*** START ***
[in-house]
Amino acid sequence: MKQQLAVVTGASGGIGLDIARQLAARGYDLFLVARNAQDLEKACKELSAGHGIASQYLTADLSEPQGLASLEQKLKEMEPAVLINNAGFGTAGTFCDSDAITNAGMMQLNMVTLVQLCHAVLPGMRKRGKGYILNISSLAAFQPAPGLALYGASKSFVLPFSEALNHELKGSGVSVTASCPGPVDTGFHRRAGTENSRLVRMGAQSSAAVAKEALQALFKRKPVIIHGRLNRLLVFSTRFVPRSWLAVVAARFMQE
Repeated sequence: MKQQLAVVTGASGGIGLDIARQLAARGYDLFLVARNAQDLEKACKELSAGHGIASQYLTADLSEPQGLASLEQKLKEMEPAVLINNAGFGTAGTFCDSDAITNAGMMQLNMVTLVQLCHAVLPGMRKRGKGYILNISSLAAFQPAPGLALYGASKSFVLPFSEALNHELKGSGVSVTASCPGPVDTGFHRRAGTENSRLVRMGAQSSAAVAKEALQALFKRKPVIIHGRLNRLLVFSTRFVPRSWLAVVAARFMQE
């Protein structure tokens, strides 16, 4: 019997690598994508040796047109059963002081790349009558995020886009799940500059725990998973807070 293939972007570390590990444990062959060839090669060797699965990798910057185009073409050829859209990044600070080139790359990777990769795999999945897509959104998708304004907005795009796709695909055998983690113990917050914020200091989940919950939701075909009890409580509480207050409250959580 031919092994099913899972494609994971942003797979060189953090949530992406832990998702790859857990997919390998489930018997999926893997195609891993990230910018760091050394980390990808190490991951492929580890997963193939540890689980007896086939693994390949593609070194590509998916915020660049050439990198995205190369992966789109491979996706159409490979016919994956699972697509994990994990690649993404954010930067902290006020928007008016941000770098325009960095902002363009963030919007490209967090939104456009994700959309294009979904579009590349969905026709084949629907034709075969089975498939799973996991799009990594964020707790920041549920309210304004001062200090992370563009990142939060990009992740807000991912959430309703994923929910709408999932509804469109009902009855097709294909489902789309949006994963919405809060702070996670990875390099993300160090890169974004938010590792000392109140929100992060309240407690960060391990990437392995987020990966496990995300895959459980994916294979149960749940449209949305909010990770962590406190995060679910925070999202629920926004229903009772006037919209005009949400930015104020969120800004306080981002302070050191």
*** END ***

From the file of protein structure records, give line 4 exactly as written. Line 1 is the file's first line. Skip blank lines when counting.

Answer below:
């Protein structure tokens, strides 16, 4: 019997690598994508040796047109059963002081790349009558995020886009799940500059725990998973807070 293939972007570390590990444990062959060839090669060797699965990798910057185009073409050829859209990044600070080139790359990777990769795999999945897509959104998708304004907005795009796709695909055998983690113990917050914020200091989940919950939701075909009890409580509480207050409250959580 031919092994099913899972494609994971942003797979060189953090949530992406832990998702790859857990997919390998489930018997999926893997195609891993990230910018760091050394980390990808190490991951492929580890997963193939540890689980007896086939693994390949593609070194590509998916915020660049050439990198995205190369992966789109491979996706159409490979016919994956699972697509994990994990690649993404954010930067902290006020928007008016941000770098325009960095902002363009963030919007490209967090939104456009994700959309294009979904579009590349969905026709084949629907034709075969089975498939799973996991799009990594964020707790920041549920309210304004001062200090992370563009990142939060990009992740807000991912959430309703994923929910709408999932509804469109009902009855097709294909489902789309949006994963919405809060702070996670990875390099993300160090890169974004938010590792000392109140929100992060309240407690960060391990990437392995987020990966496990995300895959459980994916294979149960749940449209949305909010990770962590406190995060679910925070999202629920926004229903009772006037919209005009949400930015104020969120800004306080981002302070050191």